As Americans look to kick off 2019 on the right foot, it seems this year’s resolutions are more likely to see consumers hitting the gym than improving the quality of their diets.
While folks recognize the importance of a healthy diet, with 60% saying eating healthy food is important as compared to 57% who say the same for exercising, newly published research findings from the Chicago, Illinois-headquartered Mintel Group reveals that Americans prefer to jump-start their healthy lifestyles through exercise. Consumers are more likely to say that exercising is worth the effort (48% vs. 31% eating healthy), fun/enjoyable (28% vs. 17%), empowering (27% vs. 16%) and a source of pride (21% vs. 15%) than eating healthy.
When it comes to the actions taken to stay healthy, a healthy diet falls farther down the list. The top ways consumers say that they stay healthy is by drinking enough water (54%), exercising regularly (50%) and getting enough sleep (38%). Meanwhile, Americans are less likely to change their diet to stay healthy. For example, by avoiding sugar (21%), eating a low-calorie diet (12%) or limiting the amount of meat they consume (12%).
Cost is a factor in encouraging people to put on their running shoes rather than improve their diet as consumers are nearly seven times more likely to agree that it’s expensive to eat healthy food (34%) than they are to agree it’s expensive to exercise (5%).
“Americans are cognizant of the benefits of a healthy diet. However, when it comes to actually making lifestyle changes, the majority are more likely to find exercise to be engaging and a good way to see positive results such as improved health and managed stress,” said Mike Gallinari, Mintel’s travel and leisure analyst.
Exercise has a number of positive associations, and while consumers acknowledge the value of a healthy diet, attitudes like the perceived high cost of following one sometimes serve as a barrier. As exercise is the driving force behind jump-starting healthy lifestyle changes in the New Year, healthy food marketers should consider associating their products with exercise to make the food a part of the emotional experience of healthy activity.”
Balance is Key
While consumers say they prefer to reap the benefits of working out, the majority still makes an effort to keep their diet on track. Mintel research reveals that although just 7% say they are strict with themselves to ensure that their diet is as healthy as possible, 31% say they maintain a healthy diet most of the time. Many find that balance is key, as 38% say their diet is a mix of healthy and not-so-healthy eating, with another 73% agreeing that indulgences are permissible in a healthy diet.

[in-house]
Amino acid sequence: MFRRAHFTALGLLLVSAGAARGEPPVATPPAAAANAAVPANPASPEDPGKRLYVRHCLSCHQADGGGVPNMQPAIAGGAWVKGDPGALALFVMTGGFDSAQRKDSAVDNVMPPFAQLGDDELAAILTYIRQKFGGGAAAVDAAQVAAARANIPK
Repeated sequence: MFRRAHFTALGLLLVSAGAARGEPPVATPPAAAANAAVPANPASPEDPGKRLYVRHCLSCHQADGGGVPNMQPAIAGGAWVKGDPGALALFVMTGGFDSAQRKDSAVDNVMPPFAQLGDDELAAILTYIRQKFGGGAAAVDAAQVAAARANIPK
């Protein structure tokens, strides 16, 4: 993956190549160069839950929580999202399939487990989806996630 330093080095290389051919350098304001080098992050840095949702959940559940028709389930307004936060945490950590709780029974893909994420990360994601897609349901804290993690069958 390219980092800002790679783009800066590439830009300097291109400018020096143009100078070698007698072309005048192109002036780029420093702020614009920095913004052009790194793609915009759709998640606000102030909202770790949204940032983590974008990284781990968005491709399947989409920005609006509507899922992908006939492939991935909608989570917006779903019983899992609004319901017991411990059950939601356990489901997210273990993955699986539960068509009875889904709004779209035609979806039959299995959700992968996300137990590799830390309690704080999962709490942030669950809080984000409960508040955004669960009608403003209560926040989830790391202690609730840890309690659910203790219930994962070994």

Whether taking small steps toward a healthier diet or going all in for it, nearly half (45%) of consumers say that they are purchasing more healthy food today as compared to a year ago. When it comes to making healthier choices, 52% say they read the nutrition labels when purchasing new foods and 47% try to use healthier oils when cooking. What’s more, many consumers are giving the foods they eat a closer look as 39% say they pay attention to serving sizes on food labels.
Certain diets are grabbing both headlines and consumers’ attention as 18% say they’re interested in following either a ketogenic or paleo diet, respectively.
“The fact that consumers claim to be purchasing more healthy food and drinks this year is a clear reflection of the intent to eat healthier, if not the actual behavior. This provides a broad indication of the opportunity for marketers to help consumers make healthier choices by, for example, offering more prominent nutrition labels and information. There is also a chance to address the issue from a meal-planning standpoint through a system that makes it easier for consumers to make healthy choices by suggesting food combinations covering a meal, day or full week,” said John Owen, Mintel’s senior food and drink analyst.
When it comes to choosing healthy food and beverages, healthy eaters* are most likely to look for options perceived to offer freshness (67%), have low/no sugar (51%) or that are all natural (45%).
Younger healthy eaters aged 18-34 in particular are most likely to look for food and beverages based on protein content (43% vs. 39% overall), as well as whether the product is organic (37% vs. 28%) or plant-based (19% vs. 12%).
Cynicism About “Super” Claims
But with more and more healthy foods popping up on store shelves, there is some cynicism, as 58% of consumers say they are skeptical of food products labeled “super food” and just 40% agree that they trust the health claims on food/beverage packaging. And it seems less is more when it comes to ingredients, as 60% believe that food products with fewer ingredients tend to be healthier.
“Consistent with faster growth in grocery retailer perimeter departments such as produce, meat and seafood, consumers who eat healthy are substantially more likely to make freshness a priority. For packaged food brands, an emphasis on wholesome ingredients and cross-promotions and adjacencies with fresh produce could help to enhance perceptions of freshness and health,” concluded Owen.
Mintel’s survey base consisted of 1,758 Internet users aged 18+ who claim they try to eat healthy food at least some of the time.